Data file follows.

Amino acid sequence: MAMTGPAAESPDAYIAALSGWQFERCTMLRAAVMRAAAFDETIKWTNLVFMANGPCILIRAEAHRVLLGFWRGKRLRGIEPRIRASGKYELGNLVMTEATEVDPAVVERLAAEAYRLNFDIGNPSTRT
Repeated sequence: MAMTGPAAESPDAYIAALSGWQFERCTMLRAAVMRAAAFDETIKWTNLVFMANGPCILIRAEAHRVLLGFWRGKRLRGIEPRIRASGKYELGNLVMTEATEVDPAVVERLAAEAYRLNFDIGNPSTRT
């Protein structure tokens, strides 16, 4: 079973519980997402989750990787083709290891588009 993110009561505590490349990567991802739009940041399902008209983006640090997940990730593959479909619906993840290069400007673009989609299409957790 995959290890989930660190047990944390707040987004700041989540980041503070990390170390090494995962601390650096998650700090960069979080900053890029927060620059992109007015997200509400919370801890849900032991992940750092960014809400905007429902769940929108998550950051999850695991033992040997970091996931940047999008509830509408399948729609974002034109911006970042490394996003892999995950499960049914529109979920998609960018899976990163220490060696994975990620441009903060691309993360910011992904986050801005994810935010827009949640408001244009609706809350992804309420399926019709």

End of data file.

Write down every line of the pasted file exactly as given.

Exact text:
Amino acid sequence: MAMTGPAAESPDAYIAALSGWQFERCTMLRAAVMRAAAFDETIKWTNLVFMANGPCILIRAEAHRVLLGFWRGKRLRGIEPRIRASGKYELGNLVMTEATEVDPAVVERLAAEAYRLNFDIGNPSTRT
Repeated sequence: MAMTGPAAESPDAYIAALSGWQFERCTMLRAAVMRAAAFDETIKWTNLVFMANGPCILIRAEAHRVLLGFWRGKRLRGIEPRIRASGKYELGNLVMTEATEVDPAVVERLAAEAYRLNFDIGNPSTRT
């Protein structure tokens, strides 16, 4: 079973519980997402989750990787083709290891588009 993110009561505590490349990567991802739009940041399902008209983006640090997940990730593959479909619906993840290069400007673009989609299409957790 995959290890989930660190047990944390707040987004700041989540980041503070990390170390090494995962601390650096998650700090960069979080900053890029927060620059992109007015997200509400919370801890849900032991992940750092960014809400905007429902769940929108998550950051999850695991033992040997970091996931940047999008509830509408399948729609974002034109911006970042490394996003892999995950499960049914529109979920998609960018899976990163220490060696994975990620441009903060691309993360910011992904986050801005994810935010827009949640408001244009609706809350992804309420399926019709």